Of Mice and Men Topic Tracking: Dreams
Dreams 1: A little bit of land, their own crops and animals-this is all they want. It is a simple American dream. They want to be self-reliant:
"'Well,' said George, 'we'll have a big vegetable patch and a rabbit hutch and chickens. And when it rains in the winter, we'll just say the hell with goin' to work, and we'll build up a fire in the stove and set around it an' listen to the rain comin' down on the roof...'" Chapter 1, pg. 14-15.
Their perfect world is one of independence. Workers like Lennie and George have no family, no home, and very little control over their lives. They have to do what the boss tells them and they have little to show for it. They only own what they can carry. Therefore, this idea of having such power over their lives is a strong motivation.
Dreams 2: When Whit brings in the pulp magazine with the letter written by Bill Tenner, the men are all very impressed. They are not certain that Bill wrote the letter, but Whit is convinced he did, and tries to convince the others. In the transient life of these workers, it is rare to leave any kind of permanent mark on the world. In this letter Bill Tenner has achieved some of the immortality the other men cannot imagine for themselves.
Dreams 3: When George goes into a full description of the farm, its Eden-like qualities become even more apparent. All the food they want will be right there, with minimal effort. As Lennie says:
"We could live offa the fatta the lan'." Chapter 3, pg. 57.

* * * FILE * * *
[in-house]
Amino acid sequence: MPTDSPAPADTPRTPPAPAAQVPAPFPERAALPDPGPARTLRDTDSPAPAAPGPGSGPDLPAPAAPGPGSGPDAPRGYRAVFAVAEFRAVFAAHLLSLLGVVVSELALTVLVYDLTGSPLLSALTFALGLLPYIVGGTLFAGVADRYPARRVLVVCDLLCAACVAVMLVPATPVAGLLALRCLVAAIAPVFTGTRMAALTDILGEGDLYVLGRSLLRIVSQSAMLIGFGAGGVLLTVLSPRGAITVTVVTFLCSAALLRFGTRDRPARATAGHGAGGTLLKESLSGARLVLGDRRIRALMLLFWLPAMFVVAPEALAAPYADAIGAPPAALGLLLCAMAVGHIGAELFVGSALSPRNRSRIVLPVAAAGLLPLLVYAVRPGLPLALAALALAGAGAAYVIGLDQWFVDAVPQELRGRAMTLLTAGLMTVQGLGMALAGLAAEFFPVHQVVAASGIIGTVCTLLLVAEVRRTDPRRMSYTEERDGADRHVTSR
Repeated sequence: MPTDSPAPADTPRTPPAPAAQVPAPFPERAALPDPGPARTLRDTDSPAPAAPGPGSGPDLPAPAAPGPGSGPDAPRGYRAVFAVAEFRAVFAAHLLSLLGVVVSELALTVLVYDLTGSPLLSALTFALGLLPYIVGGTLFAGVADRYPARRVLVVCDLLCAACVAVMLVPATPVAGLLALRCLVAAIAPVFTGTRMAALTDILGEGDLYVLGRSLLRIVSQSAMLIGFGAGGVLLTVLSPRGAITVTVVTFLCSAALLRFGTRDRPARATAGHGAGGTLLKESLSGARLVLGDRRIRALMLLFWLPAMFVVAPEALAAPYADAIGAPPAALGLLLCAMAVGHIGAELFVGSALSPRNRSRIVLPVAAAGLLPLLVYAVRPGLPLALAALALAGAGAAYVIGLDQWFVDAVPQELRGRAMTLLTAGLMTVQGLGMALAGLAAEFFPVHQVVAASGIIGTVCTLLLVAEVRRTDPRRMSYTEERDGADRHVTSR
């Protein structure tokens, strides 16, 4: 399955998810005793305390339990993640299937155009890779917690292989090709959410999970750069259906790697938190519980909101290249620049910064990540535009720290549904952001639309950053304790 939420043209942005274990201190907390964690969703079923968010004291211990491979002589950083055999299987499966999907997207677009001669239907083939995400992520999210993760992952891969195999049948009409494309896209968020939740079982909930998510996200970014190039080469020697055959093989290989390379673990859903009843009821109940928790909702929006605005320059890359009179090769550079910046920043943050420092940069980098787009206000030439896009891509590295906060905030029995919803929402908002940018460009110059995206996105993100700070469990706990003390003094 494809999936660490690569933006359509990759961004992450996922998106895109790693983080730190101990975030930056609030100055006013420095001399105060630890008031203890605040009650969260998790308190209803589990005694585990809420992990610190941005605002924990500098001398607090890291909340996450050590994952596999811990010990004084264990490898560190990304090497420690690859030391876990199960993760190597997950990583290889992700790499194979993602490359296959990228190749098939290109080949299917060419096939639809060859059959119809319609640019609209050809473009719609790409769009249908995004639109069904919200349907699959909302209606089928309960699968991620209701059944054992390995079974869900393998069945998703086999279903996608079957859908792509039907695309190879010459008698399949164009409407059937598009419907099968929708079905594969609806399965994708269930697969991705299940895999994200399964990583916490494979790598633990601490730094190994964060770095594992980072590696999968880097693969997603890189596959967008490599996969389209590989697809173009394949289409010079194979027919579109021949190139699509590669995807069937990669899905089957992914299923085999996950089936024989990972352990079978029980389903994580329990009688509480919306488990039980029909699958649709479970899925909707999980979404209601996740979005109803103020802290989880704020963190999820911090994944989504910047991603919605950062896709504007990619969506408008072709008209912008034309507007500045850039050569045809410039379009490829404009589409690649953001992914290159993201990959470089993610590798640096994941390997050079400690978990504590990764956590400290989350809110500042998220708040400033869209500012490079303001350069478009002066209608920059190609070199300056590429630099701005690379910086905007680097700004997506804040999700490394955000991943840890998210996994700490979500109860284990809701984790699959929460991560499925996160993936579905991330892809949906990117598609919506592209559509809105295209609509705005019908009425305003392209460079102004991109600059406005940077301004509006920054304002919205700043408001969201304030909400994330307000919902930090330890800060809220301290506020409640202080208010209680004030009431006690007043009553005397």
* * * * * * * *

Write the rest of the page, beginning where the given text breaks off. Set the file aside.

When George talks about their farm, he twice describes it in terms of things he loved in childhood:
"I could build a smoke house like the one gran'pa had..." Chapter 3, pg. 57.
"An' we'd keep a few pigeons to go flyin' around the win'mill like they done when I was a kid." Chapter 3, pg. 58.
George yearns for his future to reflect the beauty of his childhood.
Dreams 4: The ideal world presented by Crooks also reflects childhood. His father had a chicken ranch full of white chickens, a berry patch, and alfalfa. He and his brothers would sit and watch the chickens. Companionship and plentiful food are both parts of Crooks' dream.
Dreams 5: Curley's wife has a dream that although different in detail from the other's dreams, is still very similar in its general desires. She wants companionship so much that she will try to talk to people who don't want to talk to her, like all the men on the ranch. Unsatisfied by her surly husband, she constantly lurks around the barn, trying to engage the workers in conversation.
The second part of her dream parallels the men's desire for their own land. She wanted to be an actress in Hollywood. She imagines how great it would be to stay in nice hotels, own lots of beautiful clothes, and have people want to take her photograph. Both attention and financial security would have been hers. Like the men she desires friendship, and also material comforts, though the specifics of her dream differ from theirs.
Dreams 6: When George tells Lennie to look across the river and imagine their farm, he lets Lennie die with the hope that they will attain their dream, and attain it soon. George, who must kill Lennie, is not allowed such comfort. He must go on living knowing the failure of their dream, as well as deal with the guilt of having killed his best friend.